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Exhibitionists Are Flocking to Reddit's Gonewild Section to Show off Their Bodies -- Is It Kosher?

Reddit's "Gonewild" pages, where users post naked photos of themselves, raise ethical questions.

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Karen believes that Gonewild also gives its users a self-esteem boost. Popular posts receive hundreds of flattering comments, some polite (“this is one of the most physically attractive women on Reddit”); some poetic (“Alot of people are talking about your eyes and they are beautiful, but your titties are from the gods!”); some hyperbolic (“WOW these pictures are what I think I have been searching for my whole life”); and others juvenile (“those pics give me a pants pyramid”).

Not all comments are complimentary, though. “As a whole, the community is very supportive,” Karen says, “but there’s always some bitter person who tries to rain on someone’s parade.” Negative comments are very rare, and are almost always “downvoted,” which results in the comment being hidden by default. However, posters can also be sent private messages, over which the site’s users and moderators have less control.

“In a few of the pictures you can see my boyfriend’s penis,” says user WhyYouNoWorkCaptcha, or Courtney. “He is Hispanic and his skin is darker than mine but because of my paleness and the camera’s own problems adjusting to light, his penis looked like he was black. I got a few private messages saying I was disgusting for being with a black person and that they hoped that me and my N-word were euthanized.”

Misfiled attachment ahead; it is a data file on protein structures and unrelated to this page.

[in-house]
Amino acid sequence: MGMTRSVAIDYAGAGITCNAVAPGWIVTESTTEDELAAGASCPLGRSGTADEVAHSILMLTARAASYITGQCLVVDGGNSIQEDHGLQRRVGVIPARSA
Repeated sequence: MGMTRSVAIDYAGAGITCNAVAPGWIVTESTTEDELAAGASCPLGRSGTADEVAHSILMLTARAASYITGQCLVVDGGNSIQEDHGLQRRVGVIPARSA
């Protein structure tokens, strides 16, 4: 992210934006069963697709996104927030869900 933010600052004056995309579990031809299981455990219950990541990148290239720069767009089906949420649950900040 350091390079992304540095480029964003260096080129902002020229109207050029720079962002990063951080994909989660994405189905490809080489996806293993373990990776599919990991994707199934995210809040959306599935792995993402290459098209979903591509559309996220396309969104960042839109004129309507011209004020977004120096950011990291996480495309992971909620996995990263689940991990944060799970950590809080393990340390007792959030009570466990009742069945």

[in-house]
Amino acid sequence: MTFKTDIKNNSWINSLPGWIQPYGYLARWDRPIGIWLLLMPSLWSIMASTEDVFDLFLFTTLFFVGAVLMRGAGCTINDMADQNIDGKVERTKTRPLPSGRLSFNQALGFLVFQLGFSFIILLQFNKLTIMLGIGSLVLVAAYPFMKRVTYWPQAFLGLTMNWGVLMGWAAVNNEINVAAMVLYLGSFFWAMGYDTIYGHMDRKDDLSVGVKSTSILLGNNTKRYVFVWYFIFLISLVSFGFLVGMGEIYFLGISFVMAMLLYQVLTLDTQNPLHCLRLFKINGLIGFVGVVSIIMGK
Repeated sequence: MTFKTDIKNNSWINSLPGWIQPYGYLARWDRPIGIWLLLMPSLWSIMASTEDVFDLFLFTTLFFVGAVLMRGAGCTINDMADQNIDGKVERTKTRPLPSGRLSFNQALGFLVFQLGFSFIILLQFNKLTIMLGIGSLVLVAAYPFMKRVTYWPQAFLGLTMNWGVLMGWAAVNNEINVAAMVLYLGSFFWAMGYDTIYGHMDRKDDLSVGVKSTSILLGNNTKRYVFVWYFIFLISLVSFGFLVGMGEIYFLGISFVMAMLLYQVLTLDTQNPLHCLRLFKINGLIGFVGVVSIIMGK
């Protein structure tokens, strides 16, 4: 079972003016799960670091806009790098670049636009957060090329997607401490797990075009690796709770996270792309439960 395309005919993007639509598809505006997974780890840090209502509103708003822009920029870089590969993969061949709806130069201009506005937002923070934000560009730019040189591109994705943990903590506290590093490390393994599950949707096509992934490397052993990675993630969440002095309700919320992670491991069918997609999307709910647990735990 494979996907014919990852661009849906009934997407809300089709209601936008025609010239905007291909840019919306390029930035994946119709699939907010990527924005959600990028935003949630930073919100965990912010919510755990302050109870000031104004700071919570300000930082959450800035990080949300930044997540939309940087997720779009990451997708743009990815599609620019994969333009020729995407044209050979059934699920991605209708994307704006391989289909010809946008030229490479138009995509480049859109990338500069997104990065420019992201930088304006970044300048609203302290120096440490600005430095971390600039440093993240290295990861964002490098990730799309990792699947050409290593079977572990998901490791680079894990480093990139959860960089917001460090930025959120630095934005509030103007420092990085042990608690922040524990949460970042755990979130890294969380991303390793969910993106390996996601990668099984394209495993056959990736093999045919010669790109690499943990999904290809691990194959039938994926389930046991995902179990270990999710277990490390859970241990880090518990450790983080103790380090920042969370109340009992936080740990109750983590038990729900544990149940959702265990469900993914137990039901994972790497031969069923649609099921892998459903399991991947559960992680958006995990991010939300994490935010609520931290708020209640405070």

Courtney received this and a number of other such messages since she first posted to the site. “There is a whole ecosystem that goes on behind the scenes in private messages. Guys who have pictures and walls of text ready to be cut and pasted to message girls as soon as they make a new post. Same text, same photo. Guys who I imagine achieve some sort of success with some girls who can’t really tell a person’s intentions. If you think for a second that some of the comments are creepy, let me tell you: they aren’t. They might seem cheesy, sordid, obscene, cringeworthy, whatever you want to call them, but they are normal I think. The creepy stuff happens in private messages.”

Courtney continues to post to the site, and believes such negativity is outweighed by the site’s positives. The majority of the messages she has received have been “interesting” and have proven that “maybe I am as pretty as I’ve been told by people who care about me and are emotionally invested with me.”

But users who post pictures of their faces may be especially vulnerable to harassment. Reddit’s guidelines recommend avoiding face-shots, but many post them all the same, including Courtney. Other users have sent her messages threatening to expose her real identity: “I haven’t been posting for that long and I already have had someone [who claimed to know me] trying to reach out to me through fear. I said: ‘Just tell me who you are, or keep being creepy; that’s your call. Either way it’s not a big deal.’ Their response was to stay anonymous and keep pressuring me. That’s the creepy part behind the messages; the malice, the deceit to get something fast and forcefully, all wrapped in sexual motivation and trying to make someone vulnerable by holding stuff over their heads, taking advantage of their fear of scrutiny and public humiliation. Who does that? Someone who tried it all already and had no success?”

The implication is that there may be malicious people on the site, spamming posters with threatening messages or trying to expose their real identities. “I don’t know for sure if there are women being taken advantage of,” Courtney says. “I must assume there are and there are many stories often posted in different subreddits about people identifying some of the girls in the pictures.”

 
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